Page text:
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Yellow Pages: Alive And Well Or Dying Media Fossil?

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http://66.225.205.104/SG20110919.mp3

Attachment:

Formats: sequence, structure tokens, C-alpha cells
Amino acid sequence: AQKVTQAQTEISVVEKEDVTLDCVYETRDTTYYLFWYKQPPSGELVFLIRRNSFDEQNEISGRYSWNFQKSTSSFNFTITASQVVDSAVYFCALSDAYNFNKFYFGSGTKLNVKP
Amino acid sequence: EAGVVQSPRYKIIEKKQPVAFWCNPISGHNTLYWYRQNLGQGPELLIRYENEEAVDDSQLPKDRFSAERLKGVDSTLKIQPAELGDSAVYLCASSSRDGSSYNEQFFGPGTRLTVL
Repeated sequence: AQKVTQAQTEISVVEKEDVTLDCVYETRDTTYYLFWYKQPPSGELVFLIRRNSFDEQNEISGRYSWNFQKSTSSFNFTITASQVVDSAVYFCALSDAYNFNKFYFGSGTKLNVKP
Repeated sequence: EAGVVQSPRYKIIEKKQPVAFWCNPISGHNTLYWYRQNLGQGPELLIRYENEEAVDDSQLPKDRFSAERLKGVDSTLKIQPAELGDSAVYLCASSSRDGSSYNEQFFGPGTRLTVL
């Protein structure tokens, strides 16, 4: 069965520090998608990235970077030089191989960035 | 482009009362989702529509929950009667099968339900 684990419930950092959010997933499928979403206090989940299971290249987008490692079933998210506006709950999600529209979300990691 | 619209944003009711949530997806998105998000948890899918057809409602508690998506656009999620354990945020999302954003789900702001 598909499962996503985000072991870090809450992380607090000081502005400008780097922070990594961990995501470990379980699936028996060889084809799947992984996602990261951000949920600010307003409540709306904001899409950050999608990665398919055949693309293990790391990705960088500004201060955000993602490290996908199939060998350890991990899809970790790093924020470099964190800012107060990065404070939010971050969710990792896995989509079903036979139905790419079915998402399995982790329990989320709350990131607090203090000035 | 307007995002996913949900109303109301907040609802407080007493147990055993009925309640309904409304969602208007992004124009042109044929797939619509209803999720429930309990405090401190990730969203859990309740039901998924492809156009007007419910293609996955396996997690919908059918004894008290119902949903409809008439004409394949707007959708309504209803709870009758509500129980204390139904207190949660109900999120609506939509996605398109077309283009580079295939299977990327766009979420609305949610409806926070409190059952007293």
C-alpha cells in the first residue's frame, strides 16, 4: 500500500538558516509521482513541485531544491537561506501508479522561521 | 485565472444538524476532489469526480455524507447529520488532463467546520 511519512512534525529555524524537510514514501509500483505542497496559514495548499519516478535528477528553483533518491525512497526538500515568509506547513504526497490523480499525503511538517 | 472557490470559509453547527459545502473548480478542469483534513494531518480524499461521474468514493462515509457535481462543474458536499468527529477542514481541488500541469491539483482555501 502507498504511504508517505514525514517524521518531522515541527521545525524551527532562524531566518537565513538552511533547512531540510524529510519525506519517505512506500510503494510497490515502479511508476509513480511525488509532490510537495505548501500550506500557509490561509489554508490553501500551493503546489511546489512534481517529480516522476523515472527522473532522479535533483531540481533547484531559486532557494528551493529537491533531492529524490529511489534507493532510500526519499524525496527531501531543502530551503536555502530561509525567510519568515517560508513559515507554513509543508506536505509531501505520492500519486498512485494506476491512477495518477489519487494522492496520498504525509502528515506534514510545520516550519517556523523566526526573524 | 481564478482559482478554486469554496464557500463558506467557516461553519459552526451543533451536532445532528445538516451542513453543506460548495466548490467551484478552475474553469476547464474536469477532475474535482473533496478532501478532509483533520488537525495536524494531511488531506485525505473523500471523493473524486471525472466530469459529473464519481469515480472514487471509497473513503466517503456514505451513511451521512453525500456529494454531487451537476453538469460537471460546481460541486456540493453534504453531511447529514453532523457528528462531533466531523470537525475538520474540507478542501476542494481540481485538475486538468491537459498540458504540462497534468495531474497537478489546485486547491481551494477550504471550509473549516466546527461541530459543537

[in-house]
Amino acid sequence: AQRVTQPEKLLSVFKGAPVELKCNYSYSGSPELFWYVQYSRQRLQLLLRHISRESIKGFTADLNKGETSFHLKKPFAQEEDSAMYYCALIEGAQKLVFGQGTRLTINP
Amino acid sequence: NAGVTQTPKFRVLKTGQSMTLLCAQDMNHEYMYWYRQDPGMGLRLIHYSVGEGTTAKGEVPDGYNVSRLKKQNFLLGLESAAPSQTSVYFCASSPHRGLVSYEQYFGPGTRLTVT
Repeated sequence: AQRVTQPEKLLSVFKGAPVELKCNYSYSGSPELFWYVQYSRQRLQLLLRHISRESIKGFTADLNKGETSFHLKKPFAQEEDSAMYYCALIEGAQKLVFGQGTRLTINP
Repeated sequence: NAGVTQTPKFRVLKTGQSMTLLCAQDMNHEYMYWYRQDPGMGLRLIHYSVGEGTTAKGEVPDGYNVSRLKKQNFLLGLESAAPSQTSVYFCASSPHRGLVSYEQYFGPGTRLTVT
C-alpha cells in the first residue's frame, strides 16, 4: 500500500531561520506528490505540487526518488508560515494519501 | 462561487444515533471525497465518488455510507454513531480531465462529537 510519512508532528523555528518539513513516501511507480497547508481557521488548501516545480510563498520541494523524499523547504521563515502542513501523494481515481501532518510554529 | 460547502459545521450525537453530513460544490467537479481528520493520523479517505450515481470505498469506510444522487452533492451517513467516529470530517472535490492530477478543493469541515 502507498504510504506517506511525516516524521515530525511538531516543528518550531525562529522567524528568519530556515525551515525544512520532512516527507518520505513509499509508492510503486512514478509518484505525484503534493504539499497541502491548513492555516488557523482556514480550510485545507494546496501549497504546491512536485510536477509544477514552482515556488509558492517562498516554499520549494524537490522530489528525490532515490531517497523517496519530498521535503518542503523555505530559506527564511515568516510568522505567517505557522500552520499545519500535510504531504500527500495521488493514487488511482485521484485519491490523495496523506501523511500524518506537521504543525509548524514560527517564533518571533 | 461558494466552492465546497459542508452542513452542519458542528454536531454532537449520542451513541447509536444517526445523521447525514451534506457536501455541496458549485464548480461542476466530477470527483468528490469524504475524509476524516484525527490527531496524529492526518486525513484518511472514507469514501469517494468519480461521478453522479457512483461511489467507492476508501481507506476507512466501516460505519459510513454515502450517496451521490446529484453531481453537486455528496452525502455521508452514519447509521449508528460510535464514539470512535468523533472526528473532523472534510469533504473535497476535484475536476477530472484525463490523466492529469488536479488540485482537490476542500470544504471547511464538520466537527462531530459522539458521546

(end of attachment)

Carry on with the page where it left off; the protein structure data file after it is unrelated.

Opinions these days vary widely on the relevance of a decades-old means of advertising: the Yellow Pages. You may think they amount to a dying media fossil. But there are still small businesses that swear by them. And those who produce the Yellow Pages insist the big phone books aren't going anywhere. Jessica Eiden-Smedley isn't a fan of the Yellow Pages. But she did get one benefit from the latest edition that was delivered this month - a nice orange bag to pick up after her dog. In fact, she can't remember the last time she used them. Her latest copy didn't even make it into the house. "We had just came home from vacation and they were sitting right here on the porch by the front door," she says. "And I grabbed them - I knew exactly what they were - removed them from the bag and took them straight to the recycling bin." And just like that, Eiden-Smedley threw out the thousands of businesses who'd paid to advertise to the Yellow Pages. If she needs to track down a specific product or service, Eiden-Smedley will use the Internet. She'll do a Google search or maybe even go to Angie's List. "For me personally, I'd rather make a decision based on word of mouth or some type or review site, rather than blindly picking a name out of the phonebook," she says. OrthoCarolina doesn't have much need for the Yellow Pages either. The Charlotte company advertised in the Yellow Pages every year until Blair Primis came on board as the head of advertising two years. He's convinced his company gets better value when it spends money on Internet searches like Google. Plus, he thinks social networking has pretty much done away with the need for Yellow Pages, which he calls his generation's 8-track tape. "Somebody can go to Facebook and say 'Hey can I get a recommendation for a good auto mechanic?'," he says. "You no longer need the Yellow Pages for that. You just get a recommendation from your friends on Facebook, or on Twitter, or whatever the case may be, completely replacing what you might get in the Yellow Pages." But in Rock Hill, Dean Inkelaar isn't ready to put dirt on the Yellow Pages just yet. He's been advertising for nearly 17 years in the big phone books. Inkelaar runs a company called AAA City Plumbing. He says he spends about $225,000 a year on Yellow Pages advertising. "That's still a huge part of our revenue," Inkelaar says. "We keep track of every single call that comes through here on where it comes from. And I would probably say that still 80 to 85% of our calls are still coming from Yellow Pages." The funny thing is, Inkelaar doesn't use the Yellow Pages much anymore. He prefers Internet searches for his own needs. But he knows he gets about 60 calls a month on a special phone number that's only in the Yellow Pages. He paid $72,000 for an ad located on outer edge of this year's Charlotte edition. Bob Mueller (pronounced "Miller") oversees Yellow Pages production for AT&T. "The print book still drives the kind of calls that a business wants," he says. "To think that print Yellow Pages is obsolete is just absolutely, patently false." Mueller says the Yellow Pages are one of those things you don't need every day. "But when you have a pipe leaking in your basement, it's a great source to turn to and find the right kind of information fast," he says. So which is it? Are the Yellow Pages alive and well? Or, are they outdated with only a handful of businesses and customers still buying in? Author Ammon Shea wrote a book about the Yellow Pages last year. He thinks they're like newspapers - they've been around way too long to go away quickly. "Massive advertising campaigns throughout the decades really convinced a lot of people that this was indispensable," Shea says. "And for many people it was, in fact. So I think that kind of residual feeling will die very slowly." Ammon says one thing that struck him in his research was just how strongly both critics and defenders of the Yellow Pages feel. And he says how much a person uses the Yellow Pages tends to effect when - or even if - they think the phone books might cease to exist.